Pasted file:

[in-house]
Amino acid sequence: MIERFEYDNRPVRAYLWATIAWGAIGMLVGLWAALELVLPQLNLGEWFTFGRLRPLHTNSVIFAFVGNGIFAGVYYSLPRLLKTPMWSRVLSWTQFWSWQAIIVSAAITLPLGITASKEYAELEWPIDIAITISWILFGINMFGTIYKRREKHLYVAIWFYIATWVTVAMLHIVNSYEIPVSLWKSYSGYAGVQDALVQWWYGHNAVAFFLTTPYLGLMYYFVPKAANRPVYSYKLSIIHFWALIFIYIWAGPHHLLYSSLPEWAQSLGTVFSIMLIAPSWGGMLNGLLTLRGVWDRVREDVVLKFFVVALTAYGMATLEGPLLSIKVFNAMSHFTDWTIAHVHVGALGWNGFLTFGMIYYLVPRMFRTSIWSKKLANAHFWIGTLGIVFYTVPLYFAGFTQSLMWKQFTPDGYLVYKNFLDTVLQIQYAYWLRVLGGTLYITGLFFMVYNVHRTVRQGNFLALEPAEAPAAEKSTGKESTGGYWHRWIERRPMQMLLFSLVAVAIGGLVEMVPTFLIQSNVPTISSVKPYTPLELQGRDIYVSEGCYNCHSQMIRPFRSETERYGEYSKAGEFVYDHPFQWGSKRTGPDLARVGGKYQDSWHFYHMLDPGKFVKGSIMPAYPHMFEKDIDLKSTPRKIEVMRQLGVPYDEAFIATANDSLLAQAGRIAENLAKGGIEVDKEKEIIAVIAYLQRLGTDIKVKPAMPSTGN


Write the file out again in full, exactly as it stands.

[in-house]
Amino acid sequence: MIERFEYDNRPVRAYLWATIAWGAIGMLVGLWAALELVLPQLNLGEWFTFGRLRPLHTNSVIFAFVGNGIFAGVYYSLPRLLKTPMWSRVLSWTQFWSWQAIIVSAAITLPLGITASKEYAELEWPIDIAITISWILFGINMFGTIYKRREKHLYVAIWFYIATWVTVAMLHIVNSYEIPVSLWKSYSGYAGVQDALVQWWYGHNAVAFFLTTPYLGLMYYFVPKAANRPVYSYKLSIIHFWALIFIYIWAGPHHLLYSSLPEWAQSLGTVFSIMLIAPSWGGMLNGLLTLRGVWDRVREDVVLKFFVVALTAYGMATLEGPLLSIKVFNAMSHFTDWTIAHVHVGALGWNGFLTFGMIYYLVPRMFRTSIWSKKLANAHFWIGTLGIVFYTVPLYFAGFTQSLMWKQFTPDGYLVYKNFLDTVLQIQYAYWLRVLGGTLYITGLFFMVYNVHRTVRQGNFLALEPAEAPAAEKSTGKESTGGYWHRWIERRPMQMLLFSLVAVAIGGLVEMVPTFLIQSNVPTISSVKPYTPLELQGRDIYVSEGCYNCHSQMIRPFRSETERYGEYSKAGEFVYDHPFQWGSKRTGPDLARVGGKYQDSWHFYHMLDPGKFVKGSIMPAYPHMFEKDIDLKSTPRKIEVMRQLGVPYDEAFIATANDSLLAQAGRIAENLAKGGIEVDKEKEIIAVIAYLQRLGTDIKVKPAMPSTGN